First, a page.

Nature's not much for subtlety. Just ask Chris Tangey, the man who watched in awe as a 100-foot-high (30-meter-high) whirlwind of fire tore around a patch of Australian Outback on Tuesday (Sept. 11).
Filmmaker Chris Tangey captured rare video footage, a still of which is seen here, of a "fire devil" in the Australian Outback. CREDIT: Chris Tangey via Youtube user stilltalkincrazy
Tangey, a filmmaker, managed to capture some very rare footage of the startling phenomenon while out scouting locations near Alice Springs, Australia, according to The Australian.
One term for the event he recorded, a fire tornado, is a misnomer, according to Mark Wysocki, New York's state climatologist and a professor of atmospheric sciences at Cornell University. The columns of spinning fire are much more similar to dust devils than tornadoes, Wysocki said.
"I would just call them fire vortices but that doesn't sound so sexy to the public, so I would call them fire devils," he told Life's Little Mysteries.
See the video live here.
A major Thanksgiving Day storm threatens to ruin holiday events across the Central states with flooding rain, snow, a glaze of ice and fog.
Sandra remains on track to target northern Mexico Friday and Saturday, but it should be much weaker at landfall than its current major hurricane status.
Unsettled weather will stretch across the United Kingdom on 27th November as millions set out in search of the best Black Friday deals on offer.
Travel hazards, delays and disruptions associated with rain, ice and snow will continue over the Central states through the balance of the Thanksgiving weekend.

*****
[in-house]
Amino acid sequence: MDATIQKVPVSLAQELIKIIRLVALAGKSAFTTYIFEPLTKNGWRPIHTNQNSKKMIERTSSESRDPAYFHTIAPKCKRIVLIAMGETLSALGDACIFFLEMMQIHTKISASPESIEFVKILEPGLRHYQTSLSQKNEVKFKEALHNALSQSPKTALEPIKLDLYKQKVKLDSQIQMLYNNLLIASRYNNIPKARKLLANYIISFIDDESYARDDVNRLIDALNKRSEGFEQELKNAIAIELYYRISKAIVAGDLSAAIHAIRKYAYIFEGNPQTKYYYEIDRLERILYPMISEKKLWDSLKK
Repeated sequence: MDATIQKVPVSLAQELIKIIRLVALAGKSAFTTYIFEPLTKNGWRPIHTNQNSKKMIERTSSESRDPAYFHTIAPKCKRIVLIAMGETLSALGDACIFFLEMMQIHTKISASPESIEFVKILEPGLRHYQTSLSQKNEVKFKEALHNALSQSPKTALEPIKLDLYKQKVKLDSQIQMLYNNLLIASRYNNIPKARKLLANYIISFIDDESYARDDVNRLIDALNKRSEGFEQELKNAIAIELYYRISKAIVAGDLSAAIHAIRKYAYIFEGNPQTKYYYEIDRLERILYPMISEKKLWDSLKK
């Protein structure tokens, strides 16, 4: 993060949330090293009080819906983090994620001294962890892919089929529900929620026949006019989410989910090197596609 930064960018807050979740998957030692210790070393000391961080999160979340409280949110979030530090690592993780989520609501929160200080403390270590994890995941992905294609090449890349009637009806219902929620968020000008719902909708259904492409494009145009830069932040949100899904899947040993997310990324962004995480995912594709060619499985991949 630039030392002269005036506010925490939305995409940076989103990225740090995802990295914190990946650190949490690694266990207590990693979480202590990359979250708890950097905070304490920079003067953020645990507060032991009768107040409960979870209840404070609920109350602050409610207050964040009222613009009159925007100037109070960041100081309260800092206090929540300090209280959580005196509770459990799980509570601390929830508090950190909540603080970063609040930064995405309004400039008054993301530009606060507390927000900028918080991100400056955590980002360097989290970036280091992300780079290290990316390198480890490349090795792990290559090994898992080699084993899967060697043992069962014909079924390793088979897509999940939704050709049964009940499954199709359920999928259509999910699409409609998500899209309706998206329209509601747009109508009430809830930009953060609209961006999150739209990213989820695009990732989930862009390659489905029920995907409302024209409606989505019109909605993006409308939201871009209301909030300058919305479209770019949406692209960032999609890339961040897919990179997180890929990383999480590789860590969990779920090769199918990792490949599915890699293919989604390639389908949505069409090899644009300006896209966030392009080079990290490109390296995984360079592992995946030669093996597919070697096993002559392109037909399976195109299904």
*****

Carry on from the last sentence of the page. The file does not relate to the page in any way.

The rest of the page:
Compared to Thanksgiving Day in 2014, this Thanksgiving will be substantially warmer in the Northeast.
Wet weather will stretch from Texas to Michigan and could impact shoppers and slow travel during Black Friday.
Astoria, Or (1998)
5.56 inches of rain fell, setting a new all-time record. the previous rainfall record was 4.53 inches from January 9, 1966.
Great Appalachian Storm (24th-26th) developed greatest wind force, deepest snow, most severe early-season cold in history of the Northeast: 18.8 inches of snow at Akron, OH; Youngstown, OH, had a maximum 24-hour snowfall of 20.7 inches and a maximum single storm total of 28.7 inches; Steubenville, OH, had a maximum single storm total of 36.3 inches; Pittsburgh, PA, had a maximum 24-hour snowfall of 20.1 inches and a maximum single storm total of 27.7 inches; and Charleston, WV had a maximum 24-hour snowfall of 15.1 inches and a maximum single storm total of 25.6 inches. At coastal stations such as Newark and Boston single-minute wind speeds in excess of 80 mph were registered. There was a 108 mph gust at Newark. Peak gusts of 110 were noticed at Concord, NH; 108 mph at Newark, NJ; and 100 mph at Hartford, CT. Atop Mt. Washington, a wind gust of 160 mph hit from the southeast early on the 26th. Central Park, in the heart of sheltered Manhattan Island, set an 80-year record of 70 mph.
Wilkes-Barre/ Scranton (1971)
Heavy snowfall in the Wilkes-Barre/Scranton area. It started to snow the night before, and by about noon Thanksgiving Day 11/25/71, 20.5 inches of snow was reported on the ground at the Avoca, PA airport. Some of the surrounding areas had even more snow. Dallas, PA, had 27 inches and parts of the Poconos had as much as 30 inches. Barn roofs collapsed, power lines were downed, and tree branches were broken. The majority of the snow fell within 12 hours.